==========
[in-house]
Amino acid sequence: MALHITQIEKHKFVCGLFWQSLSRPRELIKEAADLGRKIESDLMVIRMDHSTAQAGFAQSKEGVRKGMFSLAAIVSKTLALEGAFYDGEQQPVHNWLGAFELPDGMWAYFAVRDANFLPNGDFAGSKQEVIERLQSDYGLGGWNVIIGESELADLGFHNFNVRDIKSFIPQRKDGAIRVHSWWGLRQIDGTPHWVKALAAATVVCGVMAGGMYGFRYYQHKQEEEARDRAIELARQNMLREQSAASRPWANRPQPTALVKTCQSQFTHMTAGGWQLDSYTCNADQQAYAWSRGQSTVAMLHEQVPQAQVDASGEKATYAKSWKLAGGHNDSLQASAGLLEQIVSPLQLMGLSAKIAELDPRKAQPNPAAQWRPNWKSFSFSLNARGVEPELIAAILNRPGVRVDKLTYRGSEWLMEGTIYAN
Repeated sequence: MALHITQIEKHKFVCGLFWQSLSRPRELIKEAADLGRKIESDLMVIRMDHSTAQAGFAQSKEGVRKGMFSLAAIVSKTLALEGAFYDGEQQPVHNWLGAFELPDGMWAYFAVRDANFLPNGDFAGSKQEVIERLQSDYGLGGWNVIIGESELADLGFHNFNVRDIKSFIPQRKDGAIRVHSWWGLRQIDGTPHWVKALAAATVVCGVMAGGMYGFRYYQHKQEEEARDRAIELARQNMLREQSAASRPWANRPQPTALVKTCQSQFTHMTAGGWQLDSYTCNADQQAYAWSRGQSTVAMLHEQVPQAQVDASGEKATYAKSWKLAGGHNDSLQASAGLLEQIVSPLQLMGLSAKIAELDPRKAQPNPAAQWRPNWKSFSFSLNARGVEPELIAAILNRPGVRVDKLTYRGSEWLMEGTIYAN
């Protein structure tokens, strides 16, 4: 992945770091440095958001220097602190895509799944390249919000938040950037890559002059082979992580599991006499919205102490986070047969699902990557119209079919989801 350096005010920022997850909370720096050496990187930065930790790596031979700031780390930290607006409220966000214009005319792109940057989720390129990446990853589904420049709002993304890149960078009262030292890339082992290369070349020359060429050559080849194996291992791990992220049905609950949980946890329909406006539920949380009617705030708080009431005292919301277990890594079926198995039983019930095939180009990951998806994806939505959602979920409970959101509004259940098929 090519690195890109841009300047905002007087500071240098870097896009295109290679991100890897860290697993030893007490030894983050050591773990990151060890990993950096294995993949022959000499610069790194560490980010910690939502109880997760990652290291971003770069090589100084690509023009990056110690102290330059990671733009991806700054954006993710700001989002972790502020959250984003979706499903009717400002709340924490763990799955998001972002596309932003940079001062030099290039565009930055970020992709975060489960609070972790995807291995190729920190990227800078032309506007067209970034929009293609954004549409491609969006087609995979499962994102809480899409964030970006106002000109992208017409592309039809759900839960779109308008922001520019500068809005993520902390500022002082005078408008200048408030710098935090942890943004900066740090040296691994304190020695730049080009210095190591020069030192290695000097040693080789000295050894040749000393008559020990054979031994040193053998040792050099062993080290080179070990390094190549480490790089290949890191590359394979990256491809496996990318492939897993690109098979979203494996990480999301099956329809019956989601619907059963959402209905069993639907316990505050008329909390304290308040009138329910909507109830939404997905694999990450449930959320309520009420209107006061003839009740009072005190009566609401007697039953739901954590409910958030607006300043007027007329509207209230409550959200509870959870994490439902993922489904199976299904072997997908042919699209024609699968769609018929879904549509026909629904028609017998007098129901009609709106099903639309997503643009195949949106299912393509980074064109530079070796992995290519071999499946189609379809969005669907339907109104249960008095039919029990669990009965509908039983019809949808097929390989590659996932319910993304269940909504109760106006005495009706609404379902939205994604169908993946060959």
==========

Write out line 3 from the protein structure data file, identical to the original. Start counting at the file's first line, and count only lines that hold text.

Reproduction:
Repeated sequence: MALHITQIEKHKFVCGLFWQSLSRPRELIKEAADLGRKIESDLMVIRMDHSTAQAGFAQSKEGVRKGMFSLAAIVSKTLALEGAFYDGEQQPVHNWLGAFELPDGMWAYFAVRDANFLPNGDFAGSKQEVIERLQSDYGLGGWNVIIGESELADLGFHNFNVRDIKSFIPQRKDGAIRVHSWWGLRQIDGTPHWVKALAAATVVCGVMAGGMYGFRYYQHKQEEEARDRAIELARQNMLREQSAASRPWANRPQPTALVKTCQSQFTHMTAGGWQLDSYTCNADQQAYAWSRGQSTVAMLHEQVPQAQVDASGEKATYAKSWKLAGGHNDSLQASAGLLEQIVSPLQLMGLSAKIAELDPRKAQPNPAAQWRPNWKSFSFSLNARGVEPELIAAILNRPGVRVDKLTYRGSEWLMEGTIYAN